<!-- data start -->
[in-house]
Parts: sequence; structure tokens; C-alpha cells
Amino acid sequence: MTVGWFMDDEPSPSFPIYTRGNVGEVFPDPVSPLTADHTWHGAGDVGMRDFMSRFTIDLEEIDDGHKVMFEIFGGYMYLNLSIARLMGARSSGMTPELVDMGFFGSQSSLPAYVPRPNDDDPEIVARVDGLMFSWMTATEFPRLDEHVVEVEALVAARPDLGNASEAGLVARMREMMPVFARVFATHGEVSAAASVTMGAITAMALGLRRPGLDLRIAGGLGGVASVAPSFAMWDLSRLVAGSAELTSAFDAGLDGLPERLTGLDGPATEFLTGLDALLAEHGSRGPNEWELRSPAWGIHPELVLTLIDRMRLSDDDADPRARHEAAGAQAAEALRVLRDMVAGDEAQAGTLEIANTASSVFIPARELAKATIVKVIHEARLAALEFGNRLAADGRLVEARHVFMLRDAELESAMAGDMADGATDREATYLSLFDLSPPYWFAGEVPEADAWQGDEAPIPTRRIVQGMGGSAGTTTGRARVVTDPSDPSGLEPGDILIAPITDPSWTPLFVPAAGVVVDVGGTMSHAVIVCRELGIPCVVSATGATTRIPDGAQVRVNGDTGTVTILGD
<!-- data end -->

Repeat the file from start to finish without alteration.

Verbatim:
[in-house]
Parts: sequence; structure tokens; C-alpha cells
Amino acid sequence: MTVGWFMDDEPSPSFPIYTRGNVGEVFPDPVSPLTADHTWHGAGDVGMRDFMSRFTIDLEEIDDGHKVMFEIFGGYMYLNLSIARLMGARSSGMTPELVDMGFFGSQSSLPAYVPRPNDDDPEIVARVDGLMFSWMTATEFPRLDEHVVEVEALVAARPDLGNASEAGLVARMREMMPVFARVFATHGEVSAAASVTMGAITAMALGLRRPGLDLRIAGGLGGVASVAPSFAMWDLSRLVAGSAELTSAFDAGLDGLPERLTGLDGPATEFLTGLDALLAEHGSRGPNEWELRSPAWGIHPELVLTLIDRMRLSDDDADPRARHEAAGAQAAEALRVLRDMVAGDEAQAGTLEIANTASSVFIPARELAKATIVKVIHEARLAALEFGNRLAADGRLVEARHVFMLRDAELESAMAGDMADGATDREATYLSLFDLSPPYWFAGEVPEADAWQGDEAPIPTRRIVQGMGGSAGTTTGRARVVTDPSDPSGLEPGDILIAPITDPSWTPLFVPAAGVVVDVGGTMSHAVIVCRELGIPCVVSATGATTRIPDGAQVRVNGDTGTVTILGD